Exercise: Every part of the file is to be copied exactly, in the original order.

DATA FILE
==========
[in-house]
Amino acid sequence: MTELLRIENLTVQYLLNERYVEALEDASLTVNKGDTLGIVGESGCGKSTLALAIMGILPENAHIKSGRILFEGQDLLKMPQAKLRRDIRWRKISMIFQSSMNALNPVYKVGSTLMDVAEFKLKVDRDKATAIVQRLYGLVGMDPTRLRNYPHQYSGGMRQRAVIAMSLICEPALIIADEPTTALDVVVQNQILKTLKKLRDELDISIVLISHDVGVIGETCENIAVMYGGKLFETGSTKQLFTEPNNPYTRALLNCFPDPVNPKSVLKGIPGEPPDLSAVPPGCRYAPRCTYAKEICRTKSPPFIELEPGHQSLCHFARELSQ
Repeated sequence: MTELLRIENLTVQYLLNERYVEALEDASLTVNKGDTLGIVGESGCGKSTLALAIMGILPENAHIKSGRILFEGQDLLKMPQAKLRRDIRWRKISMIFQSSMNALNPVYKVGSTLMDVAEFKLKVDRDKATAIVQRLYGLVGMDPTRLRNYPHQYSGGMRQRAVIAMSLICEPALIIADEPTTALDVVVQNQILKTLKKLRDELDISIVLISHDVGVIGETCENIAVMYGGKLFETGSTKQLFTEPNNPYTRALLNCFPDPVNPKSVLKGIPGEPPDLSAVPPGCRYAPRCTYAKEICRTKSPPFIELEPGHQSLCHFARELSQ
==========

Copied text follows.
[in-house]
Amino acid sequence: MTELLRIENLTVQYLLNERYVEALEDASLTVNKGDTLGIVGESGCGKSTLALAIMGILPENAHIKSGRILFEGQDLLKMPQAKLRRDIRWRKISMIFQSSMNALNPVYKVGSTLMDVAEFKLKVDRDKATAIVQRLYGLVGMDPTRLRNYPHQYSGGMRQRAVIAMSLICEPALIIADEPTTALDVVVQNQILKTLKKLRDELDISIVLISHDVGVIGETCENIAVMYGGKLFETGSTKQLFTEPNNPYTRALLNCFPDPVNPKSVLKGIPGEPPDLSAVPPGCRYAPRCTYAKEICRTKSPPFIELEPGHQSLCHFARELSQ
Repeated sequence: MTELLRIENLTVQYLLNERYVEALEDASLTVNKGDTLGIVGESGCGKSTLALAIMGILPENAHIKSGRILFEGQDLLKMPQAKLRRDIRWRKISMIFQSSMNALNPVYKVGSTLMDVAEFKLKVDRDKATAIVQRLYGLVGMDPTRLRNYPHQYSGGMRQRAVIAMSLICEPALIIADEPTTALDVVVQNQILKTLKKLRDELDISIVLISHDVGVIGETCENIAVMYGGKLFETGSTKQLFTEPNNPYTRALLNCFPDPVNPKSVLKGIPGEPPDLSAVPPGCRYAPRCTYAKEICRTKSPPFIELEPGHQSLCHFARELSQ